(CN) – The Ninth Circuit on Monday heard a spat between the University of California and the University of Southern California over Alzheimer’s research data to decide whether the case belongs in federal or state court.
The UC Regents sued USC in 2015 after one of their researchers, Paul Aisen, left the University of California, San Diego, along with eight of his colleagues to establish a new institute at USC to study the neurological disease.
At stake is $100 million in grant funding that was used to run the Alzheimer’s Disease Cooperative Study at UCSD.
At issue at Monday’s Ninth Circuit hearing before Circuit Judges Morgan Christen and Ferdinand Fernandez and U.S. District Judge Consuelo Marshall from the Central District of California is whether U.S. District Judge Roger Benitez erred in remanding the case to state court where the UC Regents had originally filed the case.
Quinn Emanuel attorney Susan Estrich, representing USC and Aisen, told the panel the issue central to the case involves ownership over data complied on computers used when Aisen and the others worked at UCSD. The computers contain information from clinical drug trials involving thousands of patients.
“It is clear that the materials we’re dealing with here are works protected by federal copyright law,” Estrich said.
Estrich said in its original complaint, UC San Diego argued the facts compiled by Aisen and the other researchers “belongs to them,” an ownership issue under the Copyright Act’s work-for-hire doctrine which should be overseen by a federal judge and not a state judge.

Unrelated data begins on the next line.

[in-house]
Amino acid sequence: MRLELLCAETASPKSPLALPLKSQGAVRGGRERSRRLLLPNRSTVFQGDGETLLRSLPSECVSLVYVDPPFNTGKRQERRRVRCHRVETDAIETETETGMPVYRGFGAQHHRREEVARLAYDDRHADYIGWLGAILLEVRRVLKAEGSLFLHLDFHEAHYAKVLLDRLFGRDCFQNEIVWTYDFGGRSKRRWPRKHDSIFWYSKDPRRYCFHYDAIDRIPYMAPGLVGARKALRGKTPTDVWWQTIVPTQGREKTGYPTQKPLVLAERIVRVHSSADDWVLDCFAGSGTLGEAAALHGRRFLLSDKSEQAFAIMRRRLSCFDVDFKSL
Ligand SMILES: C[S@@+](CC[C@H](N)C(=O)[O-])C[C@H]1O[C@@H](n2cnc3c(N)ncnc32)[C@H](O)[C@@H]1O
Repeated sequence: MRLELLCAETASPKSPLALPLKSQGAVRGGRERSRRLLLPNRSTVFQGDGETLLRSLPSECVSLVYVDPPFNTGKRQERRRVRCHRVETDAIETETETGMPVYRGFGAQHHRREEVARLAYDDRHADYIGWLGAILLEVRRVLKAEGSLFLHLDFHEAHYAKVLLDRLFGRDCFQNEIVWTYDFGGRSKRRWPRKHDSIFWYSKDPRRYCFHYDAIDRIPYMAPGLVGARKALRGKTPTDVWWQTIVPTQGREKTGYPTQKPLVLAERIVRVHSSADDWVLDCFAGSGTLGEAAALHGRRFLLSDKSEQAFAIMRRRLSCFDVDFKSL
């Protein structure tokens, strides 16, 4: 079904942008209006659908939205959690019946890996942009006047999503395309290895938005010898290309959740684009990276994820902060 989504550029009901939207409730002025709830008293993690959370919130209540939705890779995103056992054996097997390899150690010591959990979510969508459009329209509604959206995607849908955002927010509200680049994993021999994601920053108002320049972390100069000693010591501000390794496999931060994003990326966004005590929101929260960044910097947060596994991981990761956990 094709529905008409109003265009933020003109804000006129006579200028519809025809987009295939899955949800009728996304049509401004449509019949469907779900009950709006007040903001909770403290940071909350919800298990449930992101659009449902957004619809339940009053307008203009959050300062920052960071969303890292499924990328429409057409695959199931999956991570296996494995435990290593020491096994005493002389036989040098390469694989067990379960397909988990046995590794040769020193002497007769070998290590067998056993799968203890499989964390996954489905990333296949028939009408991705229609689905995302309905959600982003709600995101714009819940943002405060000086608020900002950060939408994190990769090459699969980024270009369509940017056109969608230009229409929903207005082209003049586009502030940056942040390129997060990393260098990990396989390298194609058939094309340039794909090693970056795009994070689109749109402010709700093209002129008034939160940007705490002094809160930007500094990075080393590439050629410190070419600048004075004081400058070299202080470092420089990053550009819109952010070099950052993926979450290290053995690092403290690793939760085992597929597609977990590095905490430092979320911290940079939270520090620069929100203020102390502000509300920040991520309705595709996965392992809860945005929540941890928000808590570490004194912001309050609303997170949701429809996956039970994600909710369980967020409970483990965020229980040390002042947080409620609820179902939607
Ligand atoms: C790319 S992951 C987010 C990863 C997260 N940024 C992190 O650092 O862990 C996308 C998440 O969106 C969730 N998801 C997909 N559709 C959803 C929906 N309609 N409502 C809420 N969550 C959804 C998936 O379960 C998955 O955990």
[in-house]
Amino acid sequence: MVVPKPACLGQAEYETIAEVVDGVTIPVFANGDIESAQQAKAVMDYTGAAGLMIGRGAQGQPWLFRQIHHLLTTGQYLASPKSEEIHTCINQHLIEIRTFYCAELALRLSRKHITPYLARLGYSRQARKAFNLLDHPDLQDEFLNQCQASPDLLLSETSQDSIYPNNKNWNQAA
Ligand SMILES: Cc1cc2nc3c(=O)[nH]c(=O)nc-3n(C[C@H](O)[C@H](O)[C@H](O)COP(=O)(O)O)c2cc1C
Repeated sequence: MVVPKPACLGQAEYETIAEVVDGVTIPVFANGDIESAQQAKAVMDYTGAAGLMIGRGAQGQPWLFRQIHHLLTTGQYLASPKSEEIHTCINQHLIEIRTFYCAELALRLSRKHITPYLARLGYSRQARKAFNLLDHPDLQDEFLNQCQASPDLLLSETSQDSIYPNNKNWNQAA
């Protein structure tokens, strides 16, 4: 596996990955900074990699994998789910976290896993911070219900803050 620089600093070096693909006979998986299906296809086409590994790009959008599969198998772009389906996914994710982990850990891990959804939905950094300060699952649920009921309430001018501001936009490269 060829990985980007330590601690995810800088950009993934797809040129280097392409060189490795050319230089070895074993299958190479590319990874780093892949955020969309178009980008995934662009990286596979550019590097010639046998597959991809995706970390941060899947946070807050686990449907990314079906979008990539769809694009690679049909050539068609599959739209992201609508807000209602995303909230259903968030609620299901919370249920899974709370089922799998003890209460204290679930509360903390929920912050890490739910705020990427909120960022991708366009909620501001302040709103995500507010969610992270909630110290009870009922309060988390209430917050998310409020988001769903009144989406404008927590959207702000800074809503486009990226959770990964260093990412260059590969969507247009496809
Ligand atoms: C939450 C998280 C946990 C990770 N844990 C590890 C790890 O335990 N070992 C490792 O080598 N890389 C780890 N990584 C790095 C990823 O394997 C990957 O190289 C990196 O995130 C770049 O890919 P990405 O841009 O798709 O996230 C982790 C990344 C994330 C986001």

Only after the case was remanded to federal court did UC San Diego abandon its legal theories based on the Copyright Act, Estrich said.
The hearing was peppered by questions from Christen, who suggested to Estrich the issue of whether the UC Regents are raising a copyright claim “isn’t your problem” and that it would be up to the regents to prove they are not raising a federal claim.
UC Regents attorney Daniel Sharp with Crowell & Moring said the first order remanding the case to federal court was an “error.”
“If our complaint had been filed in federal court it would have been subject to dismissal because it does not allege a federal complaint,” Sharp said.
But Judge Marshall said the regents’ complaint “raised the issue of ownership” which “kind of indicated you were considering a federal claim.”
Sharp responded: “Just because we say they don’t have a leg to stand on in federal law doesn’t mean we’re basing our six state-law claims on federal law.”
Christen indicated she thinks “this is a very close case. It’s not a neat fit.”
Circuit Judge Fernandez did not comment during the hearing.